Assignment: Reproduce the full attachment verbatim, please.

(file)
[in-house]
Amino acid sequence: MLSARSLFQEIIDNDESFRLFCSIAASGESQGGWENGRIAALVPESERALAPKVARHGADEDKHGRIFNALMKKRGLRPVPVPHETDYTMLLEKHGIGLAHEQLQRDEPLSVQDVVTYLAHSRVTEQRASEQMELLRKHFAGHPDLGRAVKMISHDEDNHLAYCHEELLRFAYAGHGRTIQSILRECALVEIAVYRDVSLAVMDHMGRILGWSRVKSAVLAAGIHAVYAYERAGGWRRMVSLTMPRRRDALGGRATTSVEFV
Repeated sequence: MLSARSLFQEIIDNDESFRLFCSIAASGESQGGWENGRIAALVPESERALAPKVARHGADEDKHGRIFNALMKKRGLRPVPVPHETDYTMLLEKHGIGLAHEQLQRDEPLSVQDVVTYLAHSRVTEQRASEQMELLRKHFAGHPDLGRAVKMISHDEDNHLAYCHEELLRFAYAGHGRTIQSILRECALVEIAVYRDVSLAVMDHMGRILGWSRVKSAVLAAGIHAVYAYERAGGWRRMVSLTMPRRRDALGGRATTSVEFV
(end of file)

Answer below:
[in-house]
Amino acid sequence: MLSARSLFQEIIDNDESFRLFCSIAASGESQGGWENGRIAALVPESERALAPKVARHGADEDKHGRIFNALMKKRGLRPVPVPHETDYTMLLEKHGIGLAHEQLQRDEPLSVQDVVTYLAHSRVTEQRASEQMELLRKHFAGHPDLGRAVKMISHDEDNHLAYCHEELLRFAYAGHGRTIQSILRECALVEIAVYRDVSLAVMDHMGRILGWSRVKSAVLAAGIHAVYAYERAGGWRRMVSLTMPRRRDALGGRATTSVEFV
Repeated sequence: MLSARSLFQEIIDNDESFRLFCSIAASGESQGGWENGRIAALVPESERALAPKVARHGADEDKHGRIFNALMKKRGLRPVPVPHETDYTMLLEKHGIGLAHEQLQRDEPLSVQDVVTYLAHSRVTEQRASEQMELLRKHFAGHPDLGRAVKMISHDEDNHLAYCHEELLRFAYAGHGRTIQSILRECALVEIAVYRDVSLAVMDHMGRILGWSRVKSAVLAAGIHAVYAYERAGGWRRMVSLTMPRRRDALGGRATTSVEFV